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I heard myself saying something was "tickety-boo", meaning good, successful, or satisfactory. Does anyone know where this strange-sounding phrase originated?

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A quick Google search turned up this post on World Wide Words. "It could combine that’s the ticket — with much the same sense — with the childish phrase peek-a-boo. But some find a link with the British Army in India, suggesting it comes from the Hindi phrase tikai babu, which is translated as “it’s all right, sir”." –  Rahul Narain Jan 29 '11 at 8:44
    
@Rahul, thank you. Again, I forgot to look on World Wide Words. –  Brian Hooper Jan 29 '11 at 9:30
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@Rahul: You ought to also post that as an answer, rather than a comment. –  Kosmonaut Jan 29 '11 at 18:31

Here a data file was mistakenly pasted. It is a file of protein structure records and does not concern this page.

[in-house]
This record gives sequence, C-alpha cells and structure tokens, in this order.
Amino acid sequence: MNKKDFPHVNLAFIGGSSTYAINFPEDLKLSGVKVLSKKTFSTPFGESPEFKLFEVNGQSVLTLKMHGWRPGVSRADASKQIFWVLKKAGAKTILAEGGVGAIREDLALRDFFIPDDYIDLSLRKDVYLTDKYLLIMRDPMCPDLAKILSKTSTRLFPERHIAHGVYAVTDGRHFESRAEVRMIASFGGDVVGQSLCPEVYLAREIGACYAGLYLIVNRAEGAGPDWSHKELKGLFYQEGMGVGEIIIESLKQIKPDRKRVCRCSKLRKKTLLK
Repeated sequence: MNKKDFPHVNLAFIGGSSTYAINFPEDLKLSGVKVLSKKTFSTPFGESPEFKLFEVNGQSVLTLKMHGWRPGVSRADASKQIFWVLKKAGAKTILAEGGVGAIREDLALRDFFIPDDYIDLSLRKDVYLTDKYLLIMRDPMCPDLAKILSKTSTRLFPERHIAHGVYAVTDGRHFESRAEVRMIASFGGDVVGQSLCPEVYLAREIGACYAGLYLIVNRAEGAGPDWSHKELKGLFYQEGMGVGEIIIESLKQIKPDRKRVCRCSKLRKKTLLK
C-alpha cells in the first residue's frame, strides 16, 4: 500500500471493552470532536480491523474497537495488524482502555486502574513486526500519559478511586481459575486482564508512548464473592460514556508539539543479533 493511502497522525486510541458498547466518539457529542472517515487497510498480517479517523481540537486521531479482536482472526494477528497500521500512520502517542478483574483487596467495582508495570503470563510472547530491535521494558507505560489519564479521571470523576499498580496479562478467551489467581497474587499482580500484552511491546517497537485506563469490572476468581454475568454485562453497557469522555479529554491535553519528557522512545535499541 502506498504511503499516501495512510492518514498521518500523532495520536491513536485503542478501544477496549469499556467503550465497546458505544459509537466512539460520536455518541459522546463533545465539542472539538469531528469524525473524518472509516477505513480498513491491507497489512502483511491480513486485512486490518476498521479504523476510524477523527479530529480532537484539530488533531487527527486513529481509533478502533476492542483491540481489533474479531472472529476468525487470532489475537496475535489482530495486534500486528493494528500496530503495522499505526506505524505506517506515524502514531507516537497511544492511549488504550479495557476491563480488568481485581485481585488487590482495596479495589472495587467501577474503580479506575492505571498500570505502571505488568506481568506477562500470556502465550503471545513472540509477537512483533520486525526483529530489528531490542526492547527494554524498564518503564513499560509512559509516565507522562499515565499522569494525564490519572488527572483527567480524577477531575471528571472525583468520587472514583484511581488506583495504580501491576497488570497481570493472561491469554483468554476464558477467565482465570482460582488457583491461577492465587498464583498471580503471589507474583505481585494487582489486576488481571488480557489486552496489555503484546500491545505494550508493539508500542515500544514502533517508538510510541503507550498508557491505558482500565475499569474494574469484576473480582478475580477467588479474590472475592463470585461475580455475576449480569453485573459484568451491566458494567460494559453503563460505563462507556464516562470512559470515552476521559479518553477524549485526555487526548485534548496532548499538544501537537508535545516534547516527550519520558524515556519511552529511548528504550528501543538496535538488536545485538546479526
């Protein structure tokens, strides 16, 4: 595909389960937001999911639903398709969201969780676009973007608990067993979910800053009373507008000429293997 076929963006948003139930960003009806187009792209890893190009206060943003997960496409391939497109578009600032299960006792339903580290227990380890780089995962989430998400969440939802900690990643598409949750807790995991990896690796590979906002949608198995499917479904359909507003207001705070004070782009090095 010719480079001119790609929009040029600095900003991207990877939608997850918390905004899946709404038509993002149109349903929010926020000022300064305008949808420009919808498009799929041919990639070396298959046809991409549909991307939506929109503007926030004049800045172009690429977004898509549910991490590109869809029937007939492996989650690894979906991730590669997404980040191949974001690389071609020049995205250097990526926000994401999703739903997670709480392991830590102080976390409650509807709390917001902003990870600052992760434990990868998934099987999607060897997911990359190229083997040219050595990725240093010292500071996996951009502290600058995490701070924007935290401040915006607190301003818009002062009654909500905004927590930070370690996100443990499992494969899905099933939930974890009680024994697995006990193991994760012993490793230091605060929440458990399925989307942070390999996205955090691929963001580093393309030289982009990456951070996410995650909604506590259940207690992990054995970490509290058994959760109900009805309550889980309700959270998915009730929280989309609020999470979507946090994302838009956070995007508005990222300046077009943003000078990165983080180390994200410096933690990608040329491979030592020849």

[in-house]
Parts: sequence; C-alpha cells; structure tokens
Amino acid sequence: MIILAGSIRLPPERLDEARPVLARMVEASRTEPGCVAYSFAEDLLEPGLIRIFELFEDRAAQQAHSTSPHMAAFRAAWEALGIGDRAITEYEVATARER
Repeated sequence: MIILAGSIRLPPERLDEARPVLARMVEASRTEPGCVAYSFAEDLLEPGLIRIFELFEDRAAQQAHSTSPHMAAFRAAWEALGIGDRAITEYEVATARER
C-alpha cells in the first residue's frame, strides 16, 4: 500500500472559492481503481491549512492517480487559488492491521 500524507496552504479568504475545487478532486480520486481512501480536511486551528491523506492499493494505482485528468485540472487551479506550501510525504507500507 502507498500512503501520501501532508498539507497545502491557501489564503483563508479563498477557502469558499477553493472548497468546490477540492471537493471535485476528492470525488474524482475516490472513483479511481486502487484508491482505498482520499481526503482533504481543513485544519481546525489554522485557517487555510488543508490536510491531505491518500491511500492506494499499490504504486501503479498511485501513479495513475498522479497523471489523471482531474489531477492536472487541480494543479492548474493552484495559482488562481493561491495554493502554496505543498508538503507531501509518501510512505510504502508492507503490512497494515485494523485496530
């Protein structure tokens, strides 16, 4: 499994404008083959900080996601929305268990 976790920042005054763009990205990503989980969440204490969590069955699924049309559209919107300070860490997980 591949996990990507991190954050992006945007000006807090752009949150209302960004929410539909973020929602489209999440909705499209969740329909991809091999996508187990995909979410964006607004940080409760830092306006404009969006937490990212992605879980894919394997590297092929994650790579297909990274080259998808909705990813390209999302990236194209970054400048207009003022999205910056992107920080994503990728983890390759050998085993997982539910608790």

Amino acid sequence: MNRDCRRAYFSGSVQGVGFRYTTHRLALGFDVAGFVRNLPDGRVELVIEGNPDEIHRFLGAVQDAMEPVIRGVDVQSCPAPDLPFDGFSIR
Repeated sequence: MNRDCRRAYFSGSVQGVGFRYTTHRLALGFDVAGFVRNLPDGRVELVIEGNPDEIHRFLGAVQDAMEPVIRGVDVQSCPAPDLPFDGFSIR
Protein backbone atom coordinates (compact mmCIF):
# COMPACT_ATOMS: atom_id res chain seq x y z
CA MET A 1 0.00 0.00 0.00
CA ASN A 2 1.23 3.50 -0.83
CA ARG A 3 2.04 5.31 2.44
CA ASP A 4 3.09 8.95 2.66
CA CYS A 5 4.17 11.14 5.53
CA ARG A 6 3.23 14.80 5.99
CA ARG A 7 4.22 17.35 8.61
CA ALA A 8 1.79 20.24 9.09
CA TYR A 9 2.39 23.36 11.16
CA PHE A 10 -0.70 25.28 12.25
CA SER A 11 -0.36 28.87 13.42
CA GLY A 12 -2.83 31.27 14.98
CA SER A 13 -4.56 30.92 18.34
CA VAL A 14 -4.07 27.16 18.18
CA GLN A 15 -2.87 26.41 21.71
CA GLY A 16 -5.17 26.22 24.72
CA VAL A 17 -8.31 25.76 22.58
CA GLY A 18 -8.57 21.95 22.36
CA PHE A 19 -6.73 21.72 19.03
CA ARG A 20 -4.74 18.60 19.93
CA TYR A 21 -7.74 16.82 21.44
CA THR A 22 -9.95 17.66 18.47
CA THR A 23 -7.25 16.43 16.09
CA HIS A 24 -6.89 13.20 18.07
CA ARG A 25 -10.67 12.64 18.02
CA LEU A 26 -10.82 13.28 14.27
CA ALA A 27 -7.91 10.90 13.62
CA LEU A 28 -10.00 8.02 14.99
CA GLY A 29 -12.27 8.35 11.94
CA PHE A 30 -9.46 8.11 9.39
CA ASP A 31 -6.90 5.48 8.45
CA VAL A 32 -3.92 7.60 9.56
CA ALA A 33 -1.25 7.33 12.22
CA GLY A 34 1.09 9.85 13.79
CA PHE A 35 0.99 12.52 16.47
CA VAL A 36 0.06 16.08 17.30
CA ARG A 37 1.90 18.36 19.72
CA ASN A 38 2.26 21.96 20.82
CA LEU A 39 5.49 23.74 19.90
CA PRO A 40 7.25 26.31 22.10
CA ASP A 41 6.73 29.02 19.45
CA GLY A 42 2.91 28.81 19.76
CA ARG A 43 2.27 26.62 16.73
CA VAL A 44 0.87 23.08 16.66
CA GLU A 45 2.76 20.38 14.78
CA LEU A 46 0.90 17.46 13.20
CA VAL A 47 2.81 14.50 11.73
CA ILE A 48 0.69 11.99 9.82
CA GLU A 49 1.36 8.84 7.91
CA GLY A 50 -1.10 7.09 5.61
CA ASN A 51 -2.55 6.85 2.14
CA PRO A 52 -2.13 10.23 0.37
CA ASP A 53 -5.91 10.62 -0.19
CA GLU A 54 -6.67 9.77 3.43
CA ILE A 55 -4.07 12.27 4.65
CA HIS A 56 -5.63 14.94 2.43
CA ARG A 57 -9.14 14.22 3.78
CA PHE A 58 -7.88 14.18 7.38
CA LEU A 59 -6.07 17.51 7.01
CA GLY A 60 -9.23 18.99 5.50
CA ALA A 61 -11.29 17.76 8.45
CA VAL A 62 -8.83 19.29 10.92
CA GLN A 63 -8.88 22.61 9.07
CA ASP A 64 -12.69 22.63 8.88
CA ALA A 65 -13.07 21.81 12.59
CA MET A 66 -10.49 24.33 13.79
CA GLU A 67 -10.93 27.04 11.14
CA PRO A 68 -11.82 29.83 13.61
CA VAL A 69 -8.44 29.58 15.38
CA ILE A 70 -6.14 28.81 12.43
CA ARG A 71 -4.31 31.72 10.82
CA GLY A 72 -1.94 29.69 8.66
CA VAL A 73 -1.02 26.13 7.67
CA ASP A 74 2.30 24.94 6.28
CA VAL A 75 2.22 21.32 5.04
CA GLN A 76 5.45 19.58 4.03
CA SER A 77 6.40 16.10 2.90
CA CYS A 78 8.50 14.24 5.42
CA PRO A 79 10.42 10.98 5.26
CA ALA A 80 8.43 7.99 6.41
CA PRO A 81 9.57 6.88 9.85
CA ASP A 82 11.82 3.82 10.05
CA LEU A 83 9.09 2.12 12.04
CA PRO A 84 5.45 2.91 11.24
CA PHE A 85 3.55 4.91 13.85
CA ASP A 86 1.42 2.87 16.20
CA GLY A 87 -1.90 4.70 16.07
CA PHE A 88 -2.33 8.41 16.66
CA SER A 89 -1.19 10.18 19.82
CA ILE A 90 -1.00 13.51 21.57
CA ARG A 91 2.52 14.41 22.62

1 Answer 1

up vote 6 down vote accepted

ठीकहैंबाबू (tikai bābū) means "Yes, sir" in Hindi.


[EDIT]
The Concise New Partridge Dictionary of Slang

tickety-boo adjective fine, correct, in order, satisfactory. Originally military; a variation of 'ticket', as in just the ticket (correct), with Hindu [Hindi, —ed.] tikai babu (it's all right, sir) UK 1939.

The proper Hindi phrase is ठीक हैं बाबू /theak hai, babu/ (Okay, Sir) —ed.

The Concise New Partridge Dictionary of Slang By Eric Partridge, Tom Dalzell, Terry Victor, Tom Dalzell; Routledge. (c); see: GoogleBooks

See also:
on phrases.org
Dalya Goldberger, 'Origins' on writersblock.ca

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Would make sense, since 'tickety-boo' is most commonly used in British English. –  Mark Maxham Jan 29 '11 at 8:36
    
+1 Also for the effort in going devnagari for the purpose. Should have included references. –  Kris Nov 20 '12 at 5:00
    
I'm fairly certain the Partridge dictionary isn't copyright Google Books. –  Hugo Nov 20 '12 at 11:21
    
@Hugo No. It is copyright in parts by various entities. That is the reason it is merely left as (c). Google Books is the source link, not the copyright holder's reference. I am adding a semicolon there. :) –  Kris Nov 20 '12 at 13:06

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